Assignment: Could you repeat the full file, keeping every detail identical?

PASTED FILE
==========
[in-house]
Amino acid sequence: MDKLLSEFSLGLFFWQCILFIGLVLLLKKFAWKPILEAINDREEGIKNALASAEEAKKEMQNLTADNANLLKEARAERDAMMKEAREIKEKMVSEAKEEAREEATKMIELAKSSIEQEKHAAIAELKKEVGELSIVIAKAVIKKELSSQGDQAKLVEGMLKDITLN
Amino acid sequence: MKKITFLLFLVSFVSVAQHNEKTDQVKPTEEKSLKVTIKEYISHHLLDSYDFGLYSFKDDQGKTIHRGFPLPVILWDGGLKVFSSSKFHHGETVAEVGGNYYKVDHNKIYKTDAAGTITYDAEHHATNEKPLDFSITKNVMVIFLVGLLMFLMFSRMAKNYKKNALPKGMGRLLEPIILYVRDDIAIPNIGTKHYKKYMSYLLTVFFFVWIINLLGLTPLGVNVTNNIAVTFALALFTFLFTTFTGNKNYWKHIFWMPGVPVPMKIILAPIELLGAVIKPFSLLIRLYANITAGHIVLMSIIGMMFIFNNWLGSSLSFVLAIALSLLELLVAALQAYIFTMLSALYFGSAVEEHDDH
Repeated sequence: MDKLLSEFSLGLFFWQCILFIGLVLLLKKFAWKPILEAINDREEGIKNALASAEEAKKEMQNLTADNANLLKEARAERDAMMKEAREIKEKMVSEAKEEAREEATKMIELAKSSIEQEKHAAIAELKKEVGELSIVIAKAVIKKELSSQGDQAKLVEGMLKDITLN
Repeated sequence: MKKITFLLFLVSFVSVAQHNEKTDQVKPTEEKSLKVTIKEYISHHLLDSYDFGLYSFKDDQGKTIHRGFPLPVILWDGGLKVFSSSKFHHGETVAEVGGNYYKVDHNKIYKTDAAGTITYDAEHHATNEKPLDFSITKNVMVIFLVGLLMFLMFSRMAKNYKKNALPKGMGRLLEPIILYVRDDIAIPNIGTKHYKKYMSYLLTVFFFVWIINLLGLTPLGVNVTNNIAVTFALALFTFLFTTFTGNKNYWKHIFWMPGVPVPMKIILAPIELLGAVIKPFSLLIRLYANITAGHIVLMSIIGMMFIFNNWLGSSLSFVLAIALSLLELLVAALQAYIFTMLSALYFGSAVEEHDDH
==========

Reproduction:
[in-house]
Amino acid sequence: MDKLLSEFSLGLFFWQCILFIGLVLLLKKFAWKPILEAINDREEGIKNALASAEEAKKEMQNLTADNANLLKEARAERDAMMKEAREIKEKMVSEAKEEAREEATKMIELAKSSIEQEKHAAIAELKKEVGELSIVIAKAVIKKELSSQGDQAKLVEGMLKDITLN
Amino acid sequence: MKKITFLLFLVSFVSVAQHNEKTDQVKPTEEKSLKVTIKEYISHHLLDSYDFGLYSFKDDQGKTIHRGFPLPVILWDGGLKVFSSSKFHHGETVAEVGGNYYKVDHNKIYKTDAAGTITYDAEHHATNEKPLDFSITKNVMVIFLVGLLMFLMFSRMAKNYKKNALPKGMGRLLEPIILYVRDDIAIPNIGTKHYKKYMSYLLTVFFFVWIINLLGLTPLGVNVTNNIAVTFALALFTFLFTTFTGNKNYWKHIFWMPGVPVPMKIILAPIELLGAVIKPFSLLIRLYANITAGHIVLMSIIGMMFIFNNWLGSSLSFVLAIALSLLELLVAALQAYIFTMLSALYFGSAVEEHDDH
Repeated sequence: MDKLLSEFSLGLFFWQCILFIGLVLLLKKFAWKPILEAINDREEGIKNALASAEEAKKEMQNLTADNANLLKEARAERDAMMKEAREIKEKMVSEAKEEAREEATKMIELAKSSIEQEKHAAIAELKKEVGELSIVIAKAVIKKELSSQGDQAKLVEGMLKDITLN
Repeated sequence: MKKITFLLFLVSFVSVAQHNEKTDQVKPTEEKSLKVTIKEYISHHLLDSYDFGLYSFKDDQGKTIHRGFPLPVILWDGGLKVFSSSKFHHGETVAEVGGNYYKVDHNKIYKTDAAGTITYDAEHHATNEKPLDFSITKNVMVIFLVGLLMFLMFSRMAKNYKKNALPKGMGRLLEPIILYVRDDIAIPNIGTKHYKKYMSYLLTVFFFVWIINLLGLTPLGVNVTNNIAVTFALALFTFLFTTFTGNKNYWKHIFWMPGVPVPMKIILAPIELLGAVIKPFSLLIRLYANITAGHIVLMSIIGMMFIFNNWLGSSLSFVLAIALSLLELLVAALQAYIFTMLSALYFGSAVEEHDDH